Mr. Magorium’s Emporium/Desplat/Zigman

November 28, 2007

 

magorium-emporium.jpgConsidering the extremely busy schedule these days of both of these composers it is a minor miracle that the two of them were able to get together and work on this soundtrack. The film starring Dustin Hoffman, Natalie Portman, and Eric Mills is written and directed by newcomer Zach “Stranger Than Fiction” Helm and can be classified as a definite kid’s movie. Mahoney (Portman) as manager of the Wonder Emporium is bequeathed the store by the 243 year old Magorium (Hoffman) and the story begins. Mostly a fantasy, with a lot good old fashion fun from Hoffman, the story as it unfolds does have an important message or two about life itself.

Since this score is a duel effort there has been discussion as to which composer did what part. Did Desplat write the themes and Zigman the arranging and some of the less thematic material? Who did what? Whatever the case, the score was composed in such a way that one cannot really tell where one began and the other finished. All we know for sure is that it was conducted by Zigman and there were no less than 9 orchestrators including Zigman, Desplat, two orchestra members Higgins (reeds) and Reichenbach (trombone). The “Main Theme” is a wonderful one beginning cartoon like using the tuba, saxes, and reeds before introducing the 8 note melody with the strings. Not only is this a great theme but a very good arrangement/orchestration. Same theme but much more lush and romantic is “Mahoney’s Debut”. The “Thomas Newman Sound” is offered in “A Substantial Offer”, that quirky sound he made famous, and the “Euphonium”, another reed solo sounding very much like Thomas. “Triscadecaphobia” is a classical sounding cue all too brief, written in allegro di molto tempo. “Magorium’s Apartment” is a statement to the Hawaiian music, “Love The World You Find” performed and written by The Flaming Lips is quite modern, “Bellini” a waltz, “Temper Tantrum Part 1” more classical, and “The Flight of Magorium” a new theme with the main title later on soft piano with romantic strings. The overall score is one of classical in nature with excellent themes from Desplat, our modern day Victor Young as far as tunesmith is concerned. Soft and romantic, bouncy and upbeat, are all words to describe this soundtrack.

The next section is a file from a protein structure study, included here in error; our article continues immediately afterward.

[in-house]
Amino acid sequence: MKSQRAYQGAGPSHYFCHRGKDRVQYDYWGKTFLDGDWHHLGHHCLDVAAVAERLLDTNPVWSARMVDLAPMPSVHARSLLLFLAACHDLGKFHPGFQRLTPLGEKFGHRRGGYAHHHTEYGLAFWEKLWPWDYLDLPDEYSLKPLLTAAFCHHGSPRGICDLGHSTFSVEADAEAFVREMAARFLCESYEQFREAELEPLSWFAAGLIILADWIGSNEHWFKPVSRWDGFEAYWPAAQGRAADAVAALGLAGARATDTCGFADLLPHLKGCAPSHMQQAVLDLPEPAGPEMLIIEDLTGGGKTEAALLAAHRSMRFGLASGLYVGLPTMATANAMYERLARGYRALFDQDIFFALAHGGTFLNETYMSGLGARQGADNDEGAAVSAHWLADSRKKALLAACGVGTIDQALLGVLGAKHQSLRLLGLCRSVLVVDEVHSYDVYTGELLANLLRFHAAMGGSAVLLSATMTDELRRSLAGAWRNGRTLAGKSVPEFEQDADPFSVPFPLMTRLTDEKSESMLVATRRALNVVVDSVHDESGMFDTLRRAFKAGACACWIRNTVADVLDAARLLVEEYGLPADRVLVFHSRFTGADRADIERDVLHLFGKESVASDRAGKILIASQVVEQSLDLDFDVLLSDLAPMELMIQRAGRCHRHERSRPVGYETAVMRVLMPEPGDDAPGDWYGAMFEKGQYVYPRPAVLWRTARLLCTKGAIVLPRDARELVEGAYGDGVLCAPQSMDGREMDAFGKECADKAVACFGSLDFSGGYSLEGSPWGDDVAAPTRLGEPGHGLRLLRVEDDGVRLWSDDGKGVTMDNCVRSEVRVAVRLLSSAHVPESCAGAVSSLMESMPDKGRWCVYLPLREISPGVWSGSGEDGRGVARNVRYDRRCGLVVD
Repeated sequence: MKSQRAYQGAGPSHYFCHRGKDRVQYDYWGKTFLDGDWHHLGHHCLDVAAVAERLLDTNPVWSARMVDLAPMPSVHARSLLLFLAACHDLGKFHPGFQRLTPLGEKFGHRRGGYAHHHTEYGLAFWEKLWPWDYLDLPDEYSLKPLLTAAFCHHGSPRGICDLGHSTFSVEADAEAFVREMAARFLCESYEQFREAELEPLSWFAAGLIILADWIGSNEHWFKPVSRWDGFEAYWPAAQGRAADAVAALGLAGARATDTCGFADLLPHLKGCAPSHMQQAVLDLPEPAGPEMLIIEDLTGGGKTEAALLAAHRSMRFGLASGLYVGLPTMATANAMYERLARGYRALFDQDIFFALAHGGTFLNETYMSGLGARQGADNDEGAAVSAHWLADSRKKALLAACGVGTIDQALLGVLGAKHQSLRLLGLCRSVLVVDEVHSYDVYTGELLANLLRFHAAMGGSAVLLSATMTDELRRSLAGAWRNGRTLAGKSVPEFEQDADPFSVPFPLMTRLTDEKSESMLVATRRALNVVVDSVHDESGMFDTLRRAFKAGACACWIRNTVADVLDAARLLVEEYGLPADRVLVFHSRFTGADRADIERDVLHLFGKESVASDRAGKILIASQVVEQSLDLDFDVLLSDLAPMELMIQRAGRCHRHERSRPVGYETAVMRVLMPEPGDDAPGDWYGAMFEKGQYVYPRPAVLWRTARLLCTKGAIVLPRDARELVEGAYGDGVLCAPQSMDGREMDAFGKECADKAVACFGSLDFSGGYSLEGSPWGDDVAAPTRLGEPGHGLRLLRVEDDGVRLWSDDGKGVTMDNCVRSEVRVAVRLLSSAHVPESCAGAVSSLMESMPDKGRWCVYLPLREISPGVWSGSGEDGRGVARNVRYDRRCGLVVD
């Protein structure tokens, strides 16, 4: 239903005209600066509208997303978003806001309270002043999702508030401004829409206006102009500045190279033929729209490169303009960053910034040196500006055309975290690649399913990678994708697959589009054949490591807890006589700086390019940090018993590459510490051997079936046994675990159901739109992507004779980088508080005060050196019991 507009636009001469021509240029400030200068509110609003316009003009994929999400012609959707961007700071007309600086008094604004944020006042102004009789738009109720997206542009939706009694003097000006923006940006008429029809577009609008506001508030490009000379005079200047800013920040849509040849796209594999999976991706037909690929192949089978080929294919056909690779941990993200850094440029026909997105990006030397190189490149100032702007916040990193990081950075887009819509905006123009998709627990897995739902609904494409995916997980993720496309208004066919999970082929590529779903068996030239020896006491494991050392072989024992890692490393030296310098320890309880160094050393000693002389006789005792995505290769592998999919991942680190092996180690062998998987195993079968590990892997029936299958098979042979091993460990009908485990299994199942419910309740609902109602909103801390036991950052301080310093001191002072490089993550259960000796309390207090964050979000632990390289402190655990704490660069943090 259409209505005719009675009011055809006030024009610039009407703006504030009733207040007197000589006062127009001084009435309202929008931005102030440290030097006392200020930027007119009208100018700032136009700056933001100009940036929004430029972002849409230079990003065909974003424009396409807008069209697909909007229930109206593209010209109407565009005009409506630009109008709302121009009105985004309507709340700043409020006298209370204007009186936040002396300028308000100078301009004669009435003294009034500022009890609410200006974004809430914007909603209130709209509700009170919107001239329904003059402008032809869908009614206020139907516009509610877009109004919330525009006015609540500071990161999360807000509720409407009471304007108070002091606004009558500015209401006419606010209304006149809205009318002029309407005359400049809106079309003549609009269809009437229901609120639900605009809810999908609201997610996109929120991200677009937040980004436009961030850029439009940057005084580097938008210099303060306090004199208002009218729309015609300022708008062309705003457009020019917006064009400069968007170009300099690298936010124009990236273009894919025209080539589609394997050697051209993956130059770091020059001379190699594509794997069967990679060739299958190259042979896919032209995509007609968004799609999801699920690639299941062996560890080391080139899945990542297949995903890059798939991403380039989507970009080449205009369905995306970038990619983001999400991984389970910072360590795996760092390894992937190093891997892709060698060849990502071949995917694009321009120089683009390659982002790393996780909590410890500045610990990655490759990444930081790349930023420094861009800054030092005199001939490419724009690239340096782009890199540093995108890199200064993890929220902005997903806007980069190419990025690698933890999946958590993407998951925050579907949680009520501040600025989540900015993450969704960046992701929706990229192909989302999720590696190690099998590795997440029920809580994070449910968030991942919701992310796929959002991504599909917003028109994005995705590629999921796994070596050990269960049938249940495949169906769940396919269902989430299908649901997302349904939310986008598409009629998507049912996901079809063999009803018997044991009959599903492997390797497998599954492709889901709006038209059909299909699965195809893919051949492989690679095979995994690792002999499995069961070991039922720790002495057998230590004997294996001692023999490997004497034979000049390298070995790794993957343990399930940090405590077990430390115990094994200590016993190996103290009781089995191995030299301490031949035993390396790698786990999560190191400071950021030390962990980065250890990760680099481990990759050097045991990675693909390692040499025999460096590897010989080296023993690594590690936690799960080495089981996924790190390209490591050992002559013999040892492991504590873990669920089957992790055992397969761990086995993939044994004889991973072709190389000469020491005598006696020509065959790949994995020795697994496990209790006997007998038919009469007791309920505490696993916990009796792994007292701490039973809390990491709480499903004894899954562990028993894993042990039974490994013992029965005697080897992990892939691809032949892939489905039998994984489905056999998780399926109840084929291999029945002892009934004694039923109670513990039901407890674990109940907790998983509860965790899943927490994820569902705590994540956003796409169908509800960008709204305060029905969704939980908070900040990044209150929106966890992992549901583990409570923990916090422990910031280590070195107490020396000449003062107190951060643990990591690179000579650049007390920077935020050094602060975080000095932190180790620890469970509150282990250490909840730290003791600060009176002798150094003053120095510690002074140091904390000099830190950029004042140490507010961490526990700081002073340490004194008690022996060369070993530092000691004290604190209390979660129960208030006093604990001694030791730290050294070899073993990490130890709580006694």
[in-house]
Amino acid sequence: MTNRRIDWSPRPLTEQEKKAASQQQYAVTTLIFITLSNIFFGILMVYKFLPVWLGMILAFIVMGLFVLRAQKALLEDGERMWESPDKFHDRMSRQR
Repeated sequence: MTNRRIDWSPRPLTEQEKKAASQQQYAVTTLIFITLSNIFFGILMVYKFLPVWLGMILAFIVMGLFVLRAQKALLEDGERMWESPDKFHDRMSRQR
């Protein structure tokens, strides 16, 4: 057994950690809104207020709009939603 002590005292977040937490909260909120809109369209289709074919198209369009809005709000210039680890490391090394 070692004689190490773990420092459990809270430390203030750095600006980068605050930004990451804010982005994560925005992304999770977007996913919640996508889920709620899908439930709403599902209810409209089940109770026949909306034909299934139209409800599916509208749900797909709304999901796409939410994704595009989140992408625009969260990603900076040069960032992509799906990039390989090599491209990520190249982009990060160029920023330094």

Desplat fans have likely already purchased this and the up and coming Zigman has put his mark on this piece for people to take notice who haven’t already done so. Superbly performed by the Hollywood Studio Symphony and well orchestrated by many this is one for many of you to add to your collection especially if your taste lends itself more to the classical style.

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